Turning climate anxiety into action: A Q&A with SEAS Dean Jonathan Overpeck
With COP 28 set to begin in Dubai, the international spotlight once again will be on climate change and global action. Representatives of more than 200 countries will gather to set climate goals for the next year and participate in the first-ever global stocktake, a process where countries and stakeholders see where they’re collectively making progress towards meeting the goals of the Paris Climate Change Agreement—and where they’re not.
As we prepare for COP 28, it’s also important to note how our mental health can be influenced by the climate crisis. Many of us experience climate anxiety or distress when thinking about the effects of climate change on our future. So, what can we do to cope with climate stress?
Tim Muhich, a first-year PhD student at the University of Michigan School for Environment and Sustainability (SEAS), sat down with SEAS Dean Jonathan Overpeck to get his perspectives on how to manage climate anxiety and turn it into action. Overpeck is a renowned climate scientist who has served on the Intergovernmental Panel on Climate Change.
Muhich: What emotions do you feel within the context of climate change? How have you experienced climate anxiety? And, what have you observed among your students when it comes to their emotions and climate anxiety?
Overpeck: I certainly worry about climate change and how it’s going to affect future generations. However, I’ve found that turning my worry into action has been beneficial for me in coping with the climate crisis. As a climate scientist, I’ve been involved in the Intergovernmental Panel on Climate Change, and I’ve been focused on research, teaching students, and engaging with the public to actually solve the problem of climate change. Helping other people realize that climate change is solvable and that they can play a role is how I am mitigating my own climate anxiety.
Muhich: What advice do you have for students on how to manage climate anxiety and/or other climate emotions? This could perhaps be advice that you use yourself or share when teaching/in the classroom.
Overpeck: What I advise students to do is to get involved and focus on what you can do about the climate problem. This includes getting involved politically, because ultimately, if we elect those who aren’t going to do something about climate change, things aren’t going to get better. One really great thing about SEAS is that our students learn the tools that are necessary to have agency, to make a difference, and to do their part.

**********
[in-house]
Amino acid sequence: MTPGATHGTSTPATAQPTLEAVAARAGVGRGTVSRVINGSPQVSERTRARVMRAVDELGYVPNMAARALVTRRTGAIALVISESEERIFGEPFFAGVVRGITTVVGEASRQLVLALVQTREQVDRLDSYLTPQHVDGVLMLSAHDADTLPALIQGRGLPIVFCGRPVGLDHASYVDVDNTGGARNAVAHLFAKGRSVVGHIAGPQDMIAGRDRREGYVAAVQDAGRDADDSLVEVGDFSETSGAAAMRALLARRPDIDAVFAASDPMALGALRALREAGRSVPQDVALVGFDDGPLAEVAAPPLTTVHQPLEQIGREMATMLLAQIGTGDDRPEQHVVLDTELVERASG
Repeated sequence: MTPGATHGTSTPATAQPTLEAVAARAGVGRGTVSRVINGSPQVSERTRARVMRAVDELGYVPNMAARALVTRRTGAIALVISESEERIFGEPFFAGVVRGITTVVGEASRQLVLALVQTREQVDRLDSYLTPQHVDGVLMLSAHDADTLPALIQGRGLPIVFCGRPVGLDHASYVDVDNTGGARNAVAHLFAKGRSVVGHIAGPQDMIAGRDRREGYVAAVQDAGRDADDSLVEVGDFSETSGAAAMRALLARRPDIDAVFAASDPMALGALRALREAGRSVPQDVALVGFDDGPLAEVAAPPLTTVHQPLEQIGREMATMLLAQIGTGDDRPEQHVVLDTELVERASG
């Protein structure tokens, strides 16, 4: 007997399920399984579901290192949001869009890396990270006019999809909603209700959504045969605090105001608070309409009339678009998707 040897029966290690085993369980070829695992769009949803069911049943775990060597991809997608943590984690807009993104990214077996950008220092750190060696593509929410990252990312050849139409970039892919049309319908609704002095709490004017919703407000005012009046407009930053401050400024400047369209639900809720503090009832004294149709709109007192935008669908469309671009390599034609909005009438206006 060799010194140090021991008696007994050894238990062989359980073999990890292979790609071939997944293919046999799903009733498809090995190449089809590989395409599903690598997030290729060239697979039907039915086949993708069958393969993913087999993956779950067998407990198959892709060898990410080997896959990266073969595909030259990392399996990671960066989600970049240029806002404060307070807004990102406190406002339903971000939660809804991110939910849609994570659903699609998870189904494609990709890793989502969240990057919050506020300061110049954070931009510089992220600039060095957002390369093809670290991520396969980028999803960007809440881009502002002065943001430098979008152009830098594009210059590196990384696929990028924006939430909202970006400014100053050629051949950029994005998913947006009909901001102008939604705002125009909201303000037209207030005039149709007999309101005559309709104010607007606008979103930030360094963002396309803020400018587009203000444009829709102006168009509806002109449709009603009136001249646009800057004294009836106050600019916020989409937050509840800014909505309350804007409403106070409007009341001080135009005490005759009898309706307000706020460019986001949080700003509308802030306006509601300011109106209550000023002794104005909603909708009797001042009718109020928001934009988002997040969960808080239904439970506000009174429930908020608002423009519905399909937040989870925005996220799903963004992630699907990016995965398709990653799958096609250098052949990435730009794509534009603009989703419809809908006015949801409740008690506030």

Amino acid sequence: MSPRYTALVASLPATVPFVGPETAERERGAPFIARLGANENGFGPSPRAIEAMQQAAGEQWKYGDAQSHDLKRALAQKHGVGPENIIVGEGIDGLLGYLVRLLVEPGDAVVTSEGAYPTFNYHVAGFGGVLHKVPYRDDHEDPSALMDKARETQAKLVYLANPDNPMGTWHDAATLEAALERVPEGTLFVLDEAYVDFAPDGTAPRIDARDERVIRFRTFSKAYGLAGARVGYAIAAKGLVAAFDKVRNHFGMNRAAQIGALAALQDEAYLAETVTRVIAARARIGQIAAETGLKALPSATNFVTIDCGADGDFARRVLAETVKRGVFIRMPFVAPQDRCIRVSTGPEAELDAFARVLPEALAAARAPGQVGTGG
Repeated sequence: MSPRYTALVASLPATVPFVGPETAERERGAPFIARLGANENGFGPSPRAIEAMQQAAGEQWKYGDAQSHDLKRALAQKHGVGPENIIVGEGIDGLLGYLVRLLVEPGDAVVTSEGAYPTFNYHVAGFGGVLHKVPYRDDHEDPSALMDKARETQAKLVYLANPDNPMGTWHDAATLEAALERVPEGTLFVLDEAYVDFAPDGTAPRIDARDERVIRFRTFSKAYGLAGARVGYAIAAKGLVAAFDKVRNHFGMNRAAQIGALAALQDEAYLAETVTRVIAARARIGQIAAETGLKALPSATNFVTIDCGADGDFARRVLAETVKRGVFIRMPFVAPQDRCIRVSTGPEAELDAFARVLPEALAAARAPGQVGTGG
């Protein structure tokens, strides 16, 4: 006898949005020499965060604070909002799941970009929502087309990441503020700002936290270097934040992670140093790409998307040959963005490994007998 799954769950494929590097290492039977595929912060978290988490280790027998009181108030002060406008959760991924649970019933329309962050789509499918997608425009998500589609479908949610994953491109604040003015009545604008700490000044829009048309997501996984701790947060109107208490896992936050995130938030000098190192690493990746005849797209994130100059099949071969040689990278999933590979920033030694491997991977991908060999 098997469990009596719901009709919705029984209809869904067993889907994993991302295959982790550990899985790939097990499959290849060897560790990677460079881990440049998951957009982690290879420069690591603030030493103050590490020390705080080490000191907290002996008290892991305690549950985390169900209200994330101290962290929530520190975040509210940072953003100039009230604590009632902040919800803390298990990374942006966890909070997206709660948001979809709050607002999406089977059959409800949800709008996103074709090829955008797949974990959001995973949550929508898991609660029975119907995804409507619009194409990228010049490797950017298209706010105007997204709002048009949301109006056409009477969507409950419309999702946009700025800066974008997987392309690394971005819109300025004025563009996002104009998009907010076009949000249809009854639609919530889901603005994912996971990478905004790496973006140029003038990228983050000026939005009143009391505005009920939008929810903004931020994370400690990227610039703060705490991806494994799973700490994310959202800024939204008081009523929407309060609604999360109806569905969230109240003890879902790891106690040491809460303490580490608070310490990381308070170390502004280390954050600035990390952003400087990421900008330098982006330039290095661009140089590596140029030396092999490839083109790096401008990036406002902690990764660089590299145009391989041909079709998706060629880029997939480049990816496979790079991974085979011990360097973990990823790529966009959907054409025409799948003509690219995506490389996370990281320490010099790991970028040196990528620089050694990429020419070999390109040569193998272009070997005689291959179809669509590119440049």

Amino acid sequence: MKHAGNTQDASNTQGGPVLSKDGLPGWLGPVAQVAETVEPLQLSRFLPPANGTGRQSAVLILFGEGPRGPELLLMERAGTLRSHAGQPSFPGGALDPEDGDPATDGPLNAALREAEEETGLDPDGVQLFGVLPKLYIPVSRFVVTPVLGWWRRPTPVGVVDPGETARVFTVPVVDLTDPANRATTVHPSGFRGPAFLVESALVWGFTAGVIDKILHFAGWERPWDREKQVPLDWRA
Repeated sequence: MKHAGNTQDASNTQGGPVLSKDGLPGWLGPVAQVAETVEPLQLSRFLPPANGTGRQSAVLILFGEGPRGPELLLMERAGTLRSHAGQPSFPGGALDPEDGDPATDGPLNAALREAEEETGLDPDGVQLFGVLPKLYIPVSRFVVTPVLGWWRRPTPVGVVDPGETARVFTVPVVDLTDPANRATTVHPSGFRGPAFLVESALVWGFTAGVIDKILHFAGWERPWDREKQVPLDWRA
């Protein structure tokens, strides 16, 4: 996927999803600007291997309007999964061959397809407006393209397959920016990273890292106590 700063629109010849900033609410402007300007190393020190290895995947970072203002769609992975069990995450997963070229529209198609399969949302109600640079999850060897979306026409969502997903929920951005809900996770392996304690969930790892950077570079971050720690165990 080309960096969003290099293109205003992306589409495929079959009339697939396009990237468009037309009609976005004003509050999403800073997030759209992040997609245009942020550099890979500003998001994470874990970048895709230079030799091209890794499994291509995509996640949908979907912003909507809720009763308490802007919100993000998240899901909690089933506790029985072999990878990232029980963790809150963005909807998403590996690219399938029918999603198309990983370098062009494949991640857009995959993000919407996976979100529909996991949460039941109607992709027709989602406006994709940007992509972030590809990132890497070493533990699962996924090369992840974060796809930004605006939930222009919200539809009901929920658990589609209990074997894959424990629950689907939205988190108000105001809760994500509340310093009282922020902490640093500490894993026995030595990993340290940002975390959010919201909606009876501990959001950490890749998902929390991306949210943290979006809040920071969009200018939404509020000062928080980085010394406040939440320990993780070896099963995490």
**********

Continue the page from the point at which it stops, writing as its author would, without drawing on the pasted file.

Muhich: What would you like to see happen differently at SEAS or U-M to help students turn their climate emotions into action?
Overpeck: When I first came to U-M, there was a very strong student and faculty movement focused on carbon neutrality on campus. U-M’s previous president worked extraordinarily hard to try and understand what that meant for the university, and he made a commitment to take the university to carbon neutrality. In the time since then, we’ve ratcheted up our campus efforts thanks to a much more proactive executive vice president and chief financial officer, Geoff Chatas. And then we got a really committed president, Santa Ono.
So, I would encourage students to learn about the campus carbon neutrality plan and get involved with making it happen. There’s still a huge amount to do. One of the things we’re focused on is growing the undergraduate sustainable living experience and building a much more substantial residential sustainability program in a dormitory for freshmen and sophomores, who would then serve as ambassadors of carbon neutrality and sustainability across campus during their time here. We’re hiring a vice provost and we just got a new vice president for sustainability. These two individuals will be developing lots of programs for students to get involved in to speed up this whole process. And probably the biggest way we’re going to have an impact is through our students and what they do—here at U-M and for their entire careers. So people like you are just what we want. Our goal is to accelerate carbon neutrality on campus and off, and to ensure that what we are saying here isn’t just academics, but it’s walking the walk and getting the job done.
Muhich interviewed Dean Overpeck as part of the Leadership for Turning Climate Anxiety into Action course taught by Michaela Zint, SEAS Associate Dean for Academic Affairs and an Arthur F. Thurnau Professor. The course explores the emotional impacts of climate change and empowers students at SEAS and within the larger U-M community to harness their climate emotions into action. In February, an event will be held to share course findings and recommendations with faculty and students. Stay tuned for more details.
More information: Coping with climate stress: A Q&A with Carolyn Scorpio of U-M CAPS